Consult Recruitment NZ > Career  > This Is Why Recruiters Aren’t Calling You

This Is Why Recruiters Aren’t Calling You

You attach your CV, hit ‘send’, and then you wait.

And wait…..and wait. Maybe you get a ‘Thanks, but no thanks’ email, if you’re lucky. But that’s it. No phone call. Total radio silence.  

It could just be bad luck (a particularly strong field of competitors, an incompetent recruiter). But if you’ve applied for several jobs and haven’t had a phone call yet, it’s time to start reflecting on where you’re going wrong.

First, I’m going to assume you’re getting the basics right. Spelling mistakes or bad formatting can send your application straight to the trash file. Here’s a good list to check whether your CV makes the grade.

That out of the way, here are the most common reasons you’re not getting any recruiter love:


It’s painfully obvious if you’re not tailoring your application for each job:  

“To whom it may concern,

I am a self-motivated/organised {select one} team-player who works well both collaboratively and independently.

Here is a list of everything I’ve ever done (and a few things I haven’t, but that were once on one of my job descriptions).

Please consider me for your {generic position}.”

If you can’t be bothered to spell out why you’d be great fit for the job, don’t expect the recruiter to do it for you. Here’s a quick primer on writing a cover letter that doesn’t suck.

As for your CV, you can’t be everything to everyone. You know your experience and skill set best, so be sure to pick out what matters for the job you’re applying for – anything else is a distraction.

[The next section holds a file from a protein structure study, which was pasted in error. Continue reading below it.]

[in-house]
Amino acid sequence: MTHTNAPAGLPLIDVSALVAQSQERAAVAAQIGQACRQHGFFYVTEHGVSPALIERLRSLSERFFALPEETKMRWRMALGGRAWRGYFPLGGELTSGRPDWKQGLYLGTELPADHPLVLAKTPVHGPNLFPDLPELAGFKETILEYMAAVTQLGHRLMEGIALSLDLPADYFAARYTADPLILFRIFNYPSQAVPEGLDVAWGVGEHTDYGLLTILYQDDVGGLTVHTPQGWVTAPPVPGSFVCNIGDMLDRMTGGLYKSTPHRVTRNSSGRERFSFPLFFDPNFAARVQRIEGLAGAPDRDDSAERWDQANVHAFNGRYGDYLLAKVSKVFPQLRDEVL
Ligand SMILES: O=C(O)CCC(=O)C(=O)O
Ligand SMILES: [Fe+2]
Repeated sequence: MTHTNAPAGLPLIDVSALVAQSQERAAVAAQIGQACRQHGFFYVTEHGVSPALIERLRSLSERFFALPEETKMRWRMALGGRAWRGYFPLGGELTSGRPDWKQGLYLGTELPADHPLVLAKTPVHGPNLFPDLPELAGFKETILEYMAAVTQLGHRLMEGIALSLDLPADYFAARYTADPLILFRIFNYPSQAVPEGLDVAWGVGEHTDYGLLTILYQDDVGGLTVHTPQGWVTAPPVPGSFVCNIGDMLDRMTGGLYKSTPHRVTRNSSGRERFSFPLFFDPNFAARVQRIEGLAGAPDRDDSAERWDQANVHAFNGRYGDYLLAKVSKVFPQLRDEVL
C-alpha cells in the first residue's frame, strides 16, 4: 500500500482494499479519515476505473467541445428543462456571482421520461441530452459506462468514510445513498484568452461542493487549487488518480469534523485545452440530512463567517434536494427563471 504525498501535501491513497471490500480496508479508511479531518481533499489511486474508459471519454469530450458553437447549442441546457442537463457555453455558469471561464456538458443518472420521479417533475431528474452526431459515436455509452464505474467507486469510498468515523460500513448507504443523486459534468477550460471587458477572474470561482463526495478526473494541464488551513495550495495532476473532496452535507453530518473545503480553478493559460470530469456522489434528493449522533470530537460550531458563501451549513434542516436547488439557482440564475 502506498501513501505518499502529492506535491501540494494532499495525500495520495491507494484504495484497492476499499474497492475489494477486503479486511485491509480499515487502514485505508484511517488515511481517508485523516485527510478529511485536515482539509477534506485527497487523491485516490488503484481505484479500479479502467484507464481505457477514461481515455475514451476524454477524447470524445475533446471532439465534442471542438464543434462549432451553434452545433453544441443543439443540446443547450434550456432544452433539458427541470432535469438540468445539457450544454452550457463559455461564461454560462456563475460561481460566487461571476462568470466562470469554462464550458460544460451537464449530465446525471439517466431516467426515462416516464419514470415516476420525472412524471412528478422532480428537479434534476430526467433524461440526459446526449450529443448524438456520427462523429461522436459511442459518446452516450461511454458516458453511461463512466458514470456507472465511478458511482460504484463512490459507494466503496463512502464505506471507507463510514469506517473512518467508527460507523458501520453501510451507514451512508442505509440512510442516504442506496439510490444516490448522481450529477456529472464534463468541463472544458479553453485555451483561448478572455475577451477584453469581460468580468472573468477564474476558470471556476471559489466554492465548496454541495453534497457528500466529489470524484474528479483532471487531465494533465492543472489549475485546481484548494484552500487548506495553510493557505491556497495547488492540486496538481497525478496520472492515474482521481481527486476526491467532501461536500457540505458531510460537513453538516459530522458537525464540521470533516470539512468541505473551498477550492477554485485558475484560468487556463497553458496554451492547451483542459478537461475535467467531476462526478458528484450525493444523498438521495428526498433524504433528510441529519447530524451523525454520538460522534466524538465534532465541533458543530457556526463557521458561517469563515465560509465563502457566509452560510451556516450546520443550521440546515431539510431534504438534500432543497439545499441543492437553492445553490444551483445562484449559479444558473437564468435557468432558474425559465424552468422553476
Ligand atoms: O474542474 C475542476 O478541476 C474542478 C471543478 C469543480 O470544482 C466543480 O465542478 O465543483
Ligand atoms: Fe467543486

You’re much better off opting for quality over quantity: Write fewer applications, and write them better.

Which brings me to the next point…


We often see applications from people who don’t even remotely have the skills listed in the job ad. 

Don’t do this. It dilutes your value.

Understand which roles you have the best shot at (ask a recruiter if you’re not sure), and focus your energies there.   

If that means you only apply for a couple of jobs a month, so be it. Spend your time on other approaches (setting up informational interviews, networking, working on your personal brand).


Many job hunters are unaware of just how big an impact their social profile has on their job search.

Virtually all recruiters will vet candidates on LinkedIn, and most will take it further by checking out their Facebook and Twitter accounts. Many recruitment databases automatically pull up candidates’ social pages when they’re added to the system.  

So before you start your job search, make sure you’ve deleted those drunken photos and un-PC tweets. But also know that not having a social media profile can be just as much of a red flag as having a dodgy one. Applying for a senior commercial manager position that requires strong industry networks – and you have only 10 LinkedIn connections (or no LinkedIn account at all)? Forget about it.

If you’re not getting past the first step to getting a new job, stop. Go back to the drawing board. Expend your effort where it matters.

And then keep your phone handy. 

About the author

Angela Cameron - CA, CPA

Executive Director

A chartered accountant by qualification, she is a recruitment leader by nature.

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